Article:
Climate change mitigation project to benefit 15 districts

30Apr 2017
Aisia Rweyemamu
Guardian On Sunday
Climate change mitigation project to benefit 15 districts

AT least fifteen districts in the country are expected to benefit from the Decentralized Climate Finance Project (DCFP), a five-year project aimed at facilitating investments in improving responses to climate change.

This was revealed recently in Dodoma at a two-day training for journalists on DCFP reporting where the journalists were familiarized with the concept of climate change and decentralized climate funds mechanism.

Organized by the President’s Office Regional and Local Government (PO-RALG) and the Tanzania Natural Resources Forum (TNRF), the training brought together eighteen journalists, bloggers, communication officers from the Government Communication Unit (GCU), Information Technology (IT) officers from PORALG in Monduli district and the Institute of Rural Development Planning.

DCFP coordinator Sanford Kway said the project will establish decentralized, district climate finance and planning mechanisms in 15 district councils in mainland Tanzania and three districts in Zanzibar to finance community priorities investment in public goods that build climate resilience.

The fifteen district in the mainland are Bahi, Iramba, Kilwa, Kiteto, Kondoa, Longido, Manyoni , Mbulu, Mpwapwa, Monduli, Ngorongoro, Pangani, Same, Siha and Simanjiro and Micheweni, North and South Unguja in Zanzibar.

He said the project will ensure that investments that build climate resilience are effectively and efficiently implemented and managed by the district and that their performance transparently assessed as part of the grant mechanism.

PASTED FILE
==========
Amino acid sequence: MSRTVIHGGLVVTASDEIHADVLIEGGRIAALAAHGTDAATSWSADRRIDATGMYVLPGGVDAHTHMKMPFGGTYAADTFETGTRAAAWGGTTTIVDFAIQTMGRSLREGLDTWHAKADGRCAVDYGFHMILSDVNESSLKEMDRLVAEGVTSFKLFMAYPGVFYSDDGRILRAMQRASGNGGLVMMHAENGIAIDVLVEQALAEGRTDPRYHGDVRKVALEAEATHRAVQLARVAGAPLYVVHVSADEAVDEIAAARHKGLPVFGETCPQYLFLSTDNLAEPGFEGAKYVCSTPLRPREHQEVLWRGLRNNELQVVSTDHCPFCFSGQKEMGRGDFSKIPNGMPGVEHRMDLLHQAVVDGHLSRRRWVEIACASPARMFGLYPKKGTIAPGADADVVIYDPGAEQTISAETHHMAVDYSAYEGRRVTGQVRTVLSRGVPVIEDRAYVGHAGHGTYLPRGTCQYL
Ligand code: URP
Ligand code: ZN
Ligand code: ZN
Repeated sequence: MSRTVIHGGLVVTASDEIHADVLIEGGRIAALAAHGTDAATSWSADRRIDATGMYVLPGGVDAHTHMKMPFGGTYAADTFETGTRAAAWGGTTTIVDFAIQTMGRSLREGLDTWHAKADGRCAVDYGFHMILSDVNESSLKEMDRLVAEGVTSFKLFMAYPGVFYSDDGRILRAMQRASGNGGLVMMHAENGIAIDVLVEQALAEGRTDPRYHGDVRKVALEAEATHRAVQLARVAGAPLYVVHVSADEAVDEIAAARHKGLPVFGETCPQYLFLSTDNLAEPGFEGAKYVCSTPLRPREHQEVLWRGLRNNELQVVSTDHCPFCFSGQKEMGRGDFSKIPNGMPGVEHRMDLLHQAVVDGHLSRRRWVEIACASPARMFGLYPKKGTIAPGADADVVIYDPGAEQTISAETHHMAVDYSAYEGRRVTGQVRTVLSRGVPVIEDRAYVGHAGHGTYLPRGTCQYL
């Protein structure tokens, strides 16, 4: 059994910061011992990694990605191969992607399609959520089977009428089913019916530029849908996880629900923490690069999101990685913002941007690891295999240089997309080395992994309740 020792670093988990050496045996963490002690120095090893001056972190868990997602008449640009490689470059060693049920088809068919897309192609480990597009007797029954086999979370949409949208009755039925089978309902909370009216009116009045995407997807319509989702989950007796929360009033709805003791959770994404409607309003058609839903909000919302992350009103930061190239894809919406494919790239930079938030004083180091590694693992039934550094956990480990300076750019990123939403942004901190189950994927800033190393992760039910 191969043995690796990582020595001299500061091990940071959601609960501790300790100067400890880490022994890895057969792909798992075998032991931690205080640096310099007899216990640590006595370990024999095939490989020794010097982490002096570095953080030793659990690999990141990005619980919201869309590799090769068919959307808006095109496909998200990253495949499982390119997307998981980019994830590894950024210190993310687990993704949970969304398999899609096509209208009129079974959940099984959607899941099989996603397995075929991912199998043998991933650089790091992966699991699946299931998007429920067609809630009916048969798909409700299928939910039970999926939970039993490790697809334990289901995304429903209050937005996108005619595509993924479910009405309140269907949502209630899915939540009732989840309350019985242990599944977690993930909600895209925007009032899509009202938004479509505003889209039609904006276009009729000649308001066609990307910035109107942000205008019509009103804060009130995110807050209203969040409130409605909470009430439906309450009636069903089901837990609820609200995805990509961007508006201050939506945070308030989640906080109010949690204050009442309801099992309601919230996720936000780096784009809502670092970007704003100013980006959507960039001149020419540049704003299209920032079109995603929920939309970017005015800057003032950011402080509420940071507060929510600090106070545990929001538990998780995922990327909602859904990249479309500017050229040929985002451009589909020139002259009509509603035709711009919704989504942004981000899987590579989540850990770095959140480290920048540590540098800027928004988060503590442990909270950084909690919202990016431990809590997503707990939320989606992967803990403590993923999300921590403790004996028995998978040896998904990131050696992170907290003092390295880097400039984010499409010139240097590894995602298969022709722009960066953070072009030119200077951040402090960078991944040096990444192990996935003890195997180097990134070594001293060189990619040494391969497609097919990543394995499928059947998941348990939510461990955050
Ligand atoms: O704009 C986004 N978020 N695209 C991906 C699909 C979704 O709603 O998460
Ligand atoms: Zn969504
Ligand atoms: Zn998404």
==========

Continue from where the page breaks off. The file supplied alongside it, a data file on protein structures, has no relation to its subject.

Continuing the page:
In the five years of the project the populations of 15 districts will be better supported to manage the impact of climate change.

Through decentralization, local authorities have powers to plan and budget for local development priorities, incorporating local perspectives for effective development.

Presenting a paper titled ‘Journalism/media and Climate Change: Why and what matters,’ a don from the University of Dar es Salaam, Paul Dotto Kuhenga, said climate change media coverage matters because climate change is an unending scenario that gets worse before it gets better.

“In order for African nations and their people to seize the opportunities and reduce the risks of climate change, there is a need for everyone to know more about climate change,” he said.
Kuhenga explained that the way the media covers it will affect how well societies deal with the problem.

The don said as climate change takes hold, people will demand information about what is happening and what they and their governments can do about it, adding that the media provided a vital link between science and service providers upon which much depends.

Speaking at the training, TNRF Communication and Media Coordinator Sophia Masuka called upon journalists to participate fully in climate change competition being organized by the Media Council of Tanzania (MCT) to stand a chance of being awarded with DCF projects.

The project is funded by UKAID with technical support from the United Nations Capital Development Fund (UNCDF) and the International Institute for Environment and Development (IIED).